She started by showing us the rate of change is not constant.
For centuries the norm was rapid change in spoken English. For instance, between the times of Chaucer (fourteenth century) and of Jonathan Swift (early eighteenth century) there was such a massive change that Swift's readers would have had difficulty reading Chaucer.
She read the first lines of the Prologue from Chaucer's The Canterbury Tales - in the accent of the time, I might add!
Whan that April with his showres sooteIn contrast, when she read the opening to Swift's Gulliver's Travels, we had no trouble understanding the text.
The droughte of March hath perced to the roote,
And bathed every veine in swich licour,
Of which vertu engendred is the flowr;
When Zephyrus eek with his sweete breeth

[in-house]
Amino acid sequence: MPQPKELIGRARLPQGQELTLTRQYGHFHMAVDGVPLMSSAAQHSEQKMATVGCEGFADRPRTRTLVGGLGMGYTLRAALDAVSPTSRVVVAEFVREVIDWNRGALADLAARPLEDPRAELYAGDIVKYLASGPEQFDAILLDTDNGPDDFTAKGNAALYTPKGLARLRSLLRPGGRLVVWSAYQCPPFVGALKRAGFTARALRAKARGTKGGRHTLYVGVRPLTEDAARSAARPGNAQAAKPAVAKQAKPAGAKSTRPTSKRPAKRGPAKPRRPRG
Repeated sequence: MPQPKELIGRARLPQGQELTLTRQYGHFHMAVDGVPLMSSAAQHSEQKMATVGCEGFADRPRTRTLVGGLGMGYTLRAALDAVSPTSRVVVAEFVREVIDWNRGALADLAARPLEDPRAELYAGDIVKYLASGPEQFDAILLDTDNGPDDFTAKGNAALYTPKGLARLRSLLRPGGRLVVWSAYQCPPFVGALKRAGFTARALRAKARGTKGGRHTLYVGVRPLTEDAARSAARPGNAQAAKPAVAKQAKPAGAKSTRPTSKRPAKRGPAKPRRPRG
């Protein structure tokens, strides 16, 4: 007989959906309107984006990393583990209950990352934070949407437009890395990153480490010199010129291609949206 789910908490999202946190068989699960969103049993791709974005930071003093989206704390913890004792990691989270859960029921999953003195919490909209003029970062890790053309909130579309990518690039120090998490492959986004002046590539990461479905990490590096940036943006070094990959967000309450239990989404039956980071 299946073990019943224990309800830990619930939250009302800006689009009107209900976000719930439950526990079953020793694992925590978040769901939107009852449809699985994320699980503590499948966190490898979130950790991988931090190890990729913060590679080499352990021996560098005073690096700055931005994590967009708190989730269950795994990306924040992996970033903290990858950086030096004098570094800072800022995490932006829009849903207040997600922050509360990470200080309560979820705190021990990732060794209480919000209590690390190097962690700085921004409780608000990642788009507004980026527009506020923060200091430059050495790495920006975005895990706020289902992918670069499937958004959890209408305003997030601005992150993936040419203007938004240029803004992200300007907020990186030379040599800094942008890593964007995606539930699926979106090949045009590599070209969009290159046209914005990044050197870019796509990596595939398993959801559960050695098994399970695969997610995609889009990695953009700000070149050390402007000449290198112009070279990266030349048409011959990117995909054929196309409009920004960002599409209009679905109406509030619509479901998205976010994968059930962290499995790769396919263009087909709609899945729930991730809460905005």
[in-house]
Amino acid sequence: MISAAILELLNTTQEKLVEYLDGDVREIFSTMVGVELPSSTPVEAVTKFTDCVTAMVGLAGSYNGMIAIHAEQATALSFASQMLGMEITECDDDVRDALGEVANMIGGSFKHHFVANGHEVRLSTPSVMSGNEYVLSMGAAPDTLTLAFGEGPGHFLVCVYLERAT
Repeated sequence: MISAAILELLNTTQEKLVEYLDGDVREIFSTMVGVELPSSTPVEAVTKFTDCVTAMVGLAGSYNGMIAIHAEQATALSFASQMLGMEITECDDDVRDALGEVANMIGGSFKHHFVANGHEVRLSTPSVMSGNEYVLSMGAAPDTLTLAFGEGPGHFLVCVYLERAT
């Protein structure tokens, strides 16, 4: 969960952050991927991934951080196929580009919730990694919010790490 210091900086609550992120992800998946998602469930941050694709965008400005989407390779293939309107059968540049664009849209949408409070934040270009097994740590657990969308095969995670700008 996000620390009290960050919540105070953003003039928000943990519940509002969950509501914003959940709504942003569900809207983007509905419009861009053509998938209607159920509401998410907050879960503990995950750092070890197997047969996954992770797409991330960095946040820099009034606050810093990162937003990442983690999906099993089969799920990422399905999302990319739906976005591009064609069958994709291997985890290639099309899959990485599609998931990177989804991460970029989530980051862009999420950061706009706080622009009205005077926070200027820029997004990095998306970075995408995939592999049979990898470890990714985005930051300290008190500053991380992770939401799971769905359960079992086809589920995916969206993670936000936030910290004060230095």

Inspired hath in every holt and heeth
The tendre croppes, and the yonge sonne
Hath in the Ram his halve cours yronne,
And smale fowles maken melodye
That sleepen al the night with open ye -
So priketh hem Nature in hir corages -
Than longen folk to goon on pilgrimages.
My father had a small estate in Nottinghamshire: I was the third of five sons. He sent me to Emanuel College in Cambridge at fourteen years old, where I resided three years, and applied myself close to my studies; but the charge of maintaining me, although I had a very scanty allowance, being too great for a narrow fortune, I was bound apprentice to Mr. James Bates, and eminent surgeon in London, with whom I continued four years.Out of interest, after typing this quote, I spell-checked it, and Word thinks it is acceptable modern grammar.
The rise of written English as the pre-eminent form is the reason behind this slowing of the rate of change. When most business and study and social interaction occurred through spoken English, people didn't mind language changing, as long as they could understand each other. But we, with almost universal literacy, are strongly influenced by the way a word is written, visualising it as we say it, and this makes us resist change.
It was a great talk and has given me lots to think about.